The UK has agreed a free trade deal with New Zealand which it says will benefit consumers and businesses.
Prime Minister Boris Johnson said the deal will cut costs for exporters and open up New Zealand's job market to UK professionals.
The government hopes it is a step towards joining a trade club with the likes of Canada and Japan.
The New Zealand deal itself is unlikely to boost UK growth, according to the government's own estimates.
Overall, only a tiny proportion of UK trade is done with New Zealand, less than 0.2%.
Labour and the National Farmers Union (NFU) said the deal could hurt UK farmers and lower food standards.
But International Trade Secretary Anne-Marie Trevelyan said it "affords opportunities in both directions for great sharing of produce" and British farmers should not be worried.
Mr Johnson and New Zealand's Prime Minister, Jacinda Ardern, agreed the pact in a video call on Wednesday after 16 months of negotiations.
Tariffs will be removed on UK goods including clothing, ships and bulldozers, and on New Zealand goods including wine, honey and kiwi fruits.
Professionals such as lawyers and architects will be able to work in New Zealand more easily, the government said.
Step to bigger trade deal?
However, the deal is not likely to increase UK economic growth - or GDP - according to the UK government's own assessments. New Zealand will fare slightly better as it may be able to sell more lamb to the UK.
But, like the trade deal recently struck with Australia, the UK hopes this is a step towards joining the Comprehensive and Progressive Agreement for Trans-Pacific Partnership (CPTPP) - a trade bloc that includes Australasia, Canada, Mexico and Japan among others.
The UK already has deals with many of the members, rolled over from when it was in the EU. But CPTPP membership would give it more access in terms of services and digital trade.
In a video of the deal being struck, Mr Johnson said: "We've scrummed down, we've packed tight, and together we've got the ball over the line and we have a deal. And I think it's a great deal."
Ms Ardern said: "I loved your use of rugby metaphors, but if we were going to continue that on, then naturally it would conclude with the All Blacks winning.
"And I know that New Zealand feels that way with this free trade agreement, but actually, it's good for both of us, as it happens."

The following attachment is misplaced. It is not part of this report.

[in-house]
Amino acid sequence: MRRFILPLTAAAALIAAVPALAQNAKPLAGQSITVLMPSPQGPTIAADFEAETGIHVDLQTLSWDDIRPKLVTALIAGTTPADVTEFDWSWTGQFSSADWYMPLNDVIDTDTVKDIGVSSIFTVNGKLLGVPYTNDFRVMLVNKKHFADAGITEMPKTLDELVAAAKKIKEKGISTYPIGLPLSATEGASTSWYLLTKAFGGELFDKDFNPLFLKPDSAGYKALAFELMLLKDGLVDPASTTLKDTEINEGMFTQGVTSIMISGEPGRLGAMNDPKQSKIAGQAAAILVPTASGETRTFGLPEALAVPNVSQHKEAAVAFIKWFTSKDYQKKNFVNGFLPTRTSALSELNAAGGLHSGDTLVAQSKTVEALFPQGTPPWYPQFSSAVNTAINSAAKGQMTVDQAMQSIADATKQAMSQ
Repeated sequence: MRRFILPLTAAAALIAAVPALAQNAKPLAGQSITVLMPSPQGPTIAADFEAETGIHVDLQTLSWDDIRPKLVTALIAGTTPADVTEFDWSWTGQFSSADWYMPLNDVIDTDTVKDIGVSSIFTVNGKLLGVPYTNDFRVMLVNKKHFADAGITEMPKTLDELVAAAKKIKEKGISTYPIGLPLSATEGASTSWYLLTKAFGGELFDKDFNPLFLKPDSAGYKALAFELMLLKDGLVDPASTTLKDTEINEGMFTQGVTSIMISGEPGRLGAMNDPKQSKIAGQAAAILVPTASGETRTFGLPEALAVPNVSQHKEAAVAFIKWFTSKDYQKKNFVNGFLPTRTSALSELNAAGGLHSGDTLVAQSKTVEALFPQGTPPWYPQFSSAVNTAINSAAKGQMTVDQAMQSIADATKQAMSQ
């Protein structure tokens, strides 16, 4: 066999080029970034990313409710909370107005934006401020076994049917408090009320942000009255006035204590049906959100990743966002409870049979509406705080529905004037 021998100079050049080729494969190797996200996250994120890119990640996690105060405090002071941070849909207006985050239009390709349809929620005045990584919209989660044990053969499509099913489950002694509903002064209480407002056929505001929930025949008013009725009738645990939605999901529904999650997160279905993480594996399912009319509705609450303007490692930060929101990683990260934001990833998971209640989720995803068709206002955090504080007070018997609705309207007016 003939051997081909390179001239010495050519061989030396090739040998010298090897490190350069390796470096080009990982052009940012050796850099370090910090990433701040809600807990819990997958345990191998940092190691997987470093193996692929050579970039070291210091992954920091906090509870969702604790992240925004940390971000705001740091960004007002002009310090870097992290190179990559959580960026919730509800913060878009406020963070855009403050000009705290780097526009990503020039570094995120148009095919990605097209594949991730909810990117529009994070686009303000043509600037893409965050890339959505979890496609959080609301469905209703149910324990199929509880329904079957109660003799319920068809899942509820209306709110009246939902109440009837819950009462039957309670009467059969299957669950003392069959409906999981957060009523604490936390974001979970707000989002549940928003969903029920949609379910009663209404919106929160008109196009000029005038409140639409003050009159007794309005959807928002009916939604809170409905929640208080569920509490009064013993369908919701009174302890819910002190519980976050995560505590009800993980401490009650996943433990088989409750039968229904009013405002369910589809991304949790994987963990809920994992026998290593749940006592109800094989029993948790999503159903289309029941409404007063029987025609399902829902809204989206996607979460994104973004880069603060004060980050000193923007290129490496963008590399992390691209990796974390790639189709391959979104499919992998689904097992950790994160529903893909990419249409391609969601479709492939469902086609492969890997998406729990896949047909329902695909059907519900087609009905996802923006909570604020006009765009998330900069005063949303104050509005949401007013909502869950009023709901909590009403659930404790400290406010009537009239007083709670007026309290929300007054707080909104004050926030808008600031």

'Nothing for farmers'
The NFU said the deal, like the one with Australia, could have a "huge downside", especially for UK dairy and meat farmers.
Its president, Minette Batters, said the Australia and New Zealand deals mean "we will be opening our doors to significant extra volumes of imported food - whether or not produced to our own high standards - while securing almost nothing in return for UK farmers".
"The fact is that UK farm businesses face significantly higher costs of production than farmers in New Zealand and Australia, and it's worth remembering that margins are already tight here due to ongoing labour shortages and rising costs on farm," she said.
"The government is now asking British farmers to go toe-to-toe with some of the most export-orientated farmers in the world, without the serious, long-term and properly funded investment in UK agriculture that can enable us to do so.
Emily Thornberry, shadow trade secretary, said the government's own figures showed the deal would "cut employment in our farming communities, produce zero additional growth, and generate just £112m in additional exports for UK firms compared to pre-pandemic levels".
She added that the only winners were "the mega-corporations who run New Zealand's meat and dairy farms".
"As our economy recovers from the pandemic, we need trade deals that will boost jobs and growth, open up big new markets for UK exporters, and support our objectives to buy, make and sell more in Britain. This trade deal with New Zealand fails on every count," she said.
The international trade secretary said British farmers should not be concerned about increased lamb imports because the lambing seasons were different in the UK and New Zealand.
Anne-Marie Trevelyan said: "I'm very comfortable it's a complimentary - because of the seasons… consumers will have more choice."
She said trade with New Zealand was currently worth £2.3bn a year but had the potential to increase by up to 30% by 2030.
Analysis: Ramzan Karmali, BBC Business reporter
A bottle of New Zealand Sauvignon Blanc could cost 20p less as a result of this trade deal and other products like Manuka honey and kiwi fruits could also cost less.
In terms of overall trade, even by the UK government's own analysis a tariff free trade deal will make no difference at all to the country's GDP - the total value of the goods and services the UK produces.
Overall the trade between the two countries is less than 0.2% of the UK total and in fact in 2018 New Zealand ranked as only our 53rd biggest trading partner.
So why does this deal matter?
The UK signed its first big post-Brexit deal with Japan last year and in June it also signed a draft agreement for a trade deal with Australia.
Both countries, as well as New Zealand, are members of the Comprehensive and Progressive Agreement for Trans-Pacific Partnership or CPTPP.
The combined GDP for the 11 nations that form the CPTPP in 2020 was £8.4trn - one of the key reasons given by the UK government when it formally applied earlier this year.
This deal is the first agreed during the tenure of Britain's new Secretary of State for International Trade, Anne-Marie Trevelyan, who took over from Liz Truss last month.
She believes that by getting this deal done the UK's application to the CPTPP will be looked upon more favourably.
That being said, the trade deal the UK really wants is with the US.
But with the recent change in administration in the White House that seems further away.